• Getting that letter of recommendation


                                                         image from cartoonbank.com

    Letters of recommendation are often required when one is applying for a new job or applying to a transfer or graduate school. These letters can make all the difference.  However, students and people new to the workforce may not understand the business etiquette involved in asking for a letter of recommendation. Alison Doyle, a job searching expert, wrote a series of linked articles that address several aspects of this process. Her first-and-foremost piece of advice is:

    "Don't ask 'Could you write a letter of reference for me?' Just about anyone can write a letter. The problem can be what they are going to write about. Rather, ask 'Do you feel you know my work well enough to write me a good recommendation letter?' or 'Do you feel you could give me a good reference?' That way, your reference writer has an easy out if they are not comfortable writing a letter and you can be assured that those who say 'yes' will be enthusiastic about your performance and will write a positive letter. Offer to provide an updated copy of your resume and information on your skills and experiences so the reference writer has current information to work with."

    Also, Ms. Doyle says it it easier to ask in an email, as this gives the person you are asking the opportunity to say "no" in a diplomatic way. She also says to be sure to include the following items as attachments, or in the body of your email:

    • a copy of your resume
    • a copy your cover letter (or your personal statement, if you are applying to grad school)
    • the link to your Linked In profile
    • a detailed list of your accomplishments
    • a copy of the job announcement (or scholarship blurb) if you are applying for a specific position

    You might also consider the following:

    • A reminder to the professor or previous employer of the time period in which you were a student or employed might be helpful.
    • Two weeks' notice before the recommendation is due--particularly if it is during the holidays or a summer vacation period--will show your respect for the other commitments the recommending person might have.
    • A thank you note and a follow-up note regarding the results of the application are usually appreciated.

    Sources: "Requesting Letters of Recommendation," by Alison Doyle for about.com, downloaded August 29, 2014.
    "How to Ask for a Letter of Recommendation" (linked within the article above, by the same author)
    "How to Ask your Professor for a Letter of Recommendation" (linked within the article above, by the same author)

    For Discussion

    • What mistakes have you made in asking for letters of recommendation in the past?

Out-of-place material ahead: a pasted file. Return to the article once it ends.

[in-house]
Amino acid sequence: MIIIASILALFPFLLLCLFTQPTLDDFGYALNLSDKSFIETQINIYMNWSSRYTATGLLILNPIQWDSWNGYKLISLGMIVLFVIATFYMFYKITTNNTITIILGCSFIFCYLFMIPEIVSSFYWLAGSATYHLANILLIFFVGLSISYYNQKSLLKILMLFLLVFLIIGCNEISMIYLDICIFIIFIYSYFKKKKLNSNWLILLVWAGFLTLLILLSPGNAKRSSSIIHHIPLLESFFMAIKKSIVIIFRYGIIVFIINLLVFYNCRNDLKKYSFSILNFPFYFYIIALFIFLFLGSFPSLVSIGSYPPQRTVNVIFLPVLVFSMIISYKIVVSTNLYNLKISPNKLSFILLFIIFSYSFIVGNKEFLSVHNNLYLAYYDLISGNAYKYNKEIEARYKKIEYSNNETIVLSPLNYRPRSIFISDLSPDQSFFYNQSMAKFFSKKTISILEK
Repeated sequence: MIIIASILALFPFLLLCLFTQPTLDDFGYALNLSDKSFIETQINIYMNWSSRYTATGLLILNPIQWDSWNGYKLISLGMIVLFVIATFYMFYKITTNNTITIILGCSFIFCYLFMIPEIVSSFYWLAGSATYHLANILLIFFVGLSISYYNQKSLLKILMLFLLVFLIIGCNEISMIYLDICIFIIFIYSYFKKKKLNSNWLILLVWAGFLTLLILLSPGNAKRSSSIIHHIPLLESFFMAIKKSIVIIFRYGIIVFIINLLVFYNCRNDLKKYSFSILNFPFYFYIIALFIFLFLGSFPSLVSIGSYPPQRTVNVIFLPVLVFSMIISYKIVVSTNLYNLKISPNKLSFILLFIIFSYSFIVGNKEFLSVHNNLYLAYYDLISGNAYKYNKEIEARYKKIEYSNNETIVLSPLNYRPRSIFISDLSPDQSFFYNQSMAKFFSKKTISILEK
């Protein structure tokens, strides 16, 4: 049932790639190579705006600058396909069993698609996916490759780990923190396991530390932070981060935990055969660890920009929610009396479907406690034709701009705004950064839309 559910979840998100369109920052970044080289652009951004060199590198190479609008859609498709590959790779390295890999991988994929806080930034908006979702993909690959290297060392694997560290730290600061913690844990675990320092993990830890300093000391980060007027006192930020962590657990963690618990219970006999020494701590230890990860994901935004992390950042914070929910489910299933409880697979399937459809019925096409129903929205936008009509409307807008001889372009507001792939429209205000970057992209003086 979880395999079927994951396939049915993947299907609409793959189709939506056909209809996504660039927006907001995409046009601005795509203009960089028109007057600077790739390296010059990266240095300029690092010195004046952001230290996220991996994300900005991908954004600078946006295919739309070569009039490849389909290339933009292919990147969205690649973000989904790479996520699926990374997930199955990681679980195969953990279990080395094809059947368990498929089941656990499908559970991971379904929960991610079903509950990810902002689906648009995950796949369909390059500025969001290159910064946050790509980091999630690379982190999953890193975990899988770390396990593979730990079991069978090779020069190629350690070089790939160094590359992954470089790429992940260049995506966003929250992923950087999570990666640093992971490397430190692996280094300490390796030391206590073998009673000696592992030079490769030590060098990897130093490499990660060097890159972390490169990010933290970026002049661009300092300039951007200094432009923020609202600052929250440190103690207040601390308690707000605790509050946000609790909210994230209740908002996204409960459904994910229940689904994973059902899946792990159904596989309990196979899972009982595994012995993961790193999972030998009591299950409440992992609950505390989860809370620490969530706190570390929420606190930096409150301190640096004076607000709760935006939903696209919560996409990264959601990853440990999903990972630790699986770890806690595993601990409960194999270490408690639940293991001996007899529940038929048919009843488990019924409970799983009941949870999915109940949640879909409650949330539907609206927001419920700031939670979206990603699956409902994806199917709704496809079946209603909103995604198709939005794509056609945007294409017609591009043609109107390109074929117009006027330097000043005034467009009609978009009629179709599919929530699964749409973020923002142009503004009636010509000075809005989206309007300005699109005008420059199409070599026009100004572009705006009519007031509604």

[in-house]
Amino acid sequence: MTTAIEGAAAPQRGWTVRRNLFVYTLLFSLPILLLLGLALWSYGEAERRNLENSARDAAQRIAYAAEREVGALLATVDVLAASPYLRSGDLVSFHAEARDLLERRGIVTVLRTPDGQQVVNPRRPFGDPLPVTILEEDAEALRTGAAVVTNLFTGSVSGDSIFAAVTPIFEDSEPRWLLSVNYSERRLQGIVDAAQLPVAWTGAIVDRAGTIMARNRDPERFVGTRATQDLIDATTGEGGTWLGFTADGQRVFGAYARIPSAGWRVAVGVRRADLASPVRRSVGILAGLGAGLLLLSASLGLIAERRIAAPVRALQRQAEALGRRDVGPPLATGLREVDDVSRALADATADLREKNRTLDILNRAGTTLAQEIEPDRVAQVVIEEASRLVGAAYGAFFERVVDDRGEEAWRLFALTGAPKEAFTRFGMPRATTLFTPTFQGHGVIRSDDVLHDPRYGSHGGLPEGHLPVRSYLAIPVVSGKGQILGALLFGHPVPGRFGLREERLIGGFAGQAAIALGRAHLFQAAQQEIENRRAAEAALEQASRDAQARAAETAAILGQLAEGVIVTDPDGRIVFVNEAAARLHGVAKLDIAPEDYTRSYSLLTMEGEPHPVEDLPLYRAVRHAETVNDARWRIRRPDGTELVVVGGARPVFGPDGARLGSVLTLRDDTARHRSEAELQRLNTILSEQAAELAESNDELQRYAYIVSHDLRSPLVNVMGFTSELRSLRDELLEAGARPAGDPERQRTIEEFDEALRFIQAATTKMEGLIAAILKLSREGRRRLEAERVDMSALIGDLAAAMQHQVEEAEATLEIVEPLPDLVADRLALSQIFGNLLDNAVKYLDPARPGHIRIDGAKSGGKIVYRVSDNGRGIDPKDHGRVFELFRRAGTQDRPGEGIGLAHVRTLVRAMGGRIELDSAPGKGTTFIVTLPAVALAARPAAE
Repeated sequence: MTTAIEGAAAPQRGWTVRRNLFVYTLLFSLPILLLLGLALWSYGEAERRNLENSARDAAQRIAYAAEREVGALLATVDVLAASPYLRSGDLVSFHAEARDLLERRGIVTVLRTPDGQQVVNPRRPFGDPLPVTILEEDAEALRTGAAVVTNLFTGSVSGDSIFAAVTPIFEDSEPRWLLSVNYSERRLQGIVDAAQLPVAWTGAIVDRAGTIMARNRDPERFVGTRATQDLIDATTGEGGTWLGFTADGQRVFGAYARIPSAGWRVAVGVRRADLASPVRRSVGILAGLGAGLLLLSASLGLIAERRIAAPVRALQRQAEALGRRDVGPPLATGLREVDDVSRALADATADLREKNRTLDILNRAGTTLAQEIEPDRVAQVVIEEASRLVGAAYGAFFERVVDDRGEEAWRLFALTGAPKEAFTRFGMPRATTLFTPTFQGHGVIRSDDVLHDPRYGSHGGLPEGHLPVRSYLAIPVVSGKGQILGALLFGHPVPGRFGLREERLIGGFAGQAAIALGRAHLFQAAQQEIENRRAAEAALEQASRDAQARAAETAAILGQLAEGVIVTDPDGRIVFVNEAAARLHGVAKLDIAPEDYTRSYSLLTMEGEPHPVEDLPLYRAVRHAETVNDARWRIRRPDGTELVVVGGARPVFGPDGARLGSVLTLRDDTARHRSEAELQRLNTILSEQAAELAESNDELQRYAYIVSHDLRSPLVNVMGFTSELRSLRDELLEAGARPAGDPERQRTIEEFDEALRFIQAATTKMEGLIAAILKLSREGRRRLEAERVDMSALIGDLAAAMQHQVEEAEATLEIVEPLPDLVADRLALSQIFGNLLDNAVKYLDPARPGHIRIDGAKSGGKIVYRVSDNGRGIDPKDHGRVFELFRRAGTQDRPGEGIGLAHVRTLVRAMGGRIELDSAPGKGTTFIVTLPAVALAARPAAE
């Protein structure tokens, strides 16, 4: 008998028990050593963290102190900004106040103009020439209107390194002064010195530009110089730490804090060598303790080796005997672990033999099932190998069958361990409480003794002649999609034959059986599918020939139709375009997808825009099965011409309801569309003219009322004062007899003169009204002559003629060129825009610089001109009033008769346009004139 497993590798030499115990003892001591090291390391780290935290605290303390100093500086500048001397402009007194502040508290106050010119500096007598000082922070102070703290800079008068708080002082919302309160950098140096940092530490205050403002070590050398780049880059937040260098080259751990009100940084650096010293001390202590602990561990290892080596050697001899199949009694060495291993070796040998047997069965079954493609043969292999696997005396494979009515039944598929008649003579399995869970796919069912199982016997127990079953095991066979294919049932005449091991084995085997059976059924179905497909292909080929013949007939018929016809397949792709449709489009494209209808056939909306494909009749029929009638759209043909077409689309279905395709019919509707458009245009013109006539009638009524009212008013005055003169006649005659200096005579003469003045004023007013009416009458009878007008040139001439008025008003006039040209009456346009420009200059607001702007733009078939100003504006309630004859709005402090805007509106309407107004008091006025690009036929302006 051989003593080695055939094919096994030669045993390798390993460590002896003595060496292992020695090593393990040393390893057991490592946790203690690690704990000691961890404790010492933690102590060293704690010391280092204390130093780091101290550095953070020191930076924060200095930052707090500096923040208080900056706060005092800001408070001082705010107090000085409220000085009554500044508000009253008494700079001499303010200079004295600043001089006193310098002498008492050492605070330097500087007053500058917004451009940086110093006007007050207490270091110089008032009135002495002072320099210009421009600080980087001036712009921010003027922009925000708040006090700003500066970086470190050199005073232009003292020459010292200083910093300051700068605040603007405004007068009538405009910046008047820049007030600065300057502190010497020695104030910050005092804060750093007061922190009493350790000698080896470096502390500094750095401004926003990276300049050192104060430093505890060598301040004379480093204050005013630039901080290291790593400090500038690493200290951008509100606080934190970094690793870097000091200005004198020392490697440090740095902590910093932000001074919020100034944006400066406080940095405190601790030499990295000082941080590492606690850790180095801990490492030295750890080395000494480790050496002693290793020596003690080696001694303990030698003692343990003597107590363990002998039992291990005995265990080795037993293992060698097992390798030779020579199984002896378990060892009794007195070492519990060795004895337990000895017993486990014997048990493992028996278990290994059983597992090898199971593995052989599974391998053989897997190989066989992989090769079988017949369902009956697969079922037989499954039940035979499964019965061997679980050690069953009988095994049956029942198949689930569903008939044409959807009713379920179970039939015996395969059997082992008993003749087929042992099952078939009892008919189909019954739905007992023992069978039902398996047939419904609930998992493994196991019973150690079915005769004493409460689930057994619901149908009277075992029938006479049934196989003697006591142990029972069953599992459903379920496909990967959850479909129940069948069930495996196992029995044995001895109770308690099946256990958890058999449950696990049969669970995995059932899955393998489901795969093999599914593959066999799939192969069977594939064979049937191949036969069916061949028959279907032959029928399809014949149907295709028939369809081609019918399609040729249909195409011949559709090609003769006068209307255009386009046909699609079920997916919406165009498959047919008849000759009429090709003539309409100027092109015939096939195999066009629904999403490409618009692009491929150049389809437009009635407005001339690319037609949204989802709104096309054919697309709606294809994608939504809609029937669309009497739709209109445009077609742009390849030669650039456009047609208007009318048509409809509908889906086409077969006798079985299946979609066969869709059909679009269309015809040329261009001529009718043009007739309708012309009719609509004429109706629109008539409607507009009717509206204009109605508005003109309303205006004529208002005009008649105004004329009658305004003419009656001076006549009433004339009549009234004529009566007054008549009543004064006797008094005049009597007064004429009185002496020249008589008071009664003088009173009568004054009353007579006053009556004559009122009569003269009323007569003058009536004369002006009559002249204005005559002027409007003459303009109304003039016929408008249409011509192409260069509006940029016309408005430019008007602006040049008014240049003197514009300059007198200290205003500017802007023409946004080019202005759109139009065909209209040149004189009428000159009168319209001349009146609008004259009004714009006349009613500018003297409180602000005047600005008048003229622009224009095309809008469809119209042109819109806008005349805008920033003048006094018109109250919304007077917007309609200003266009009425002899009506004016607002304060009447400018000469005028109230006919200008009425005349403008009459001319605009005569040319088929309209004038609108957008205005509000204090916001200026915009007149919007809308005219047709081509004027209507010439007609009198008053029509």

• What are the ethical issues, if any, involved in writing a letter for yourself, and asking someone else to sign it?
    • What are the ethical issues, if any, involved in using a letter someone has written for you for a different purpose?
  • Fees for bank accounts are higher than ever


    from Cartoonstock.com

    A survey done by MoneyRates.com has found that checking account fees in 2014 are higher than ever before. This was due to a hike in monthly maintenance fees and fees for overdraft protection. Here were some of the changes the survey found:

    • Percentage of free accounts in 2012: 36.6%. In 2014: only 28%.
    • Monthly maintenance fees rose 15 cents over the same period, to $12.69.
    • Overdraft fees were up 45 cents to $32.48 on average.
    • The minimum balance to avoid fees and get a free checking account rose $724.69, to $5,440 on average.

    The good news is that internet banks were more likely to provide lower fees--58% of them offer free checking.

    Source: "Checking account costs rise; only 28% are free, study finds," by E. Scott Reckard, the Los Angeles Times, August 27, 2014.

    For Discussion:

    • What is "overdraft protection"?  How does it work?  What personal financial habits can ensure that you do not incur overdraft protection fees?
    • How do your personal fees compare to these national averages? What is your bank? Is there any circumstance that would cause you to change banks?
  • Big Data and "Social Good," Part two


    photo by David Gura for Marketplace

    The other day, I wrote about the new and burgeoning business field of analyzing "big data." This analysis is being used mainly to develop targeted marketing that will increase sales per unit of effort or cost. (Otherwise known as "optimizing ad click.")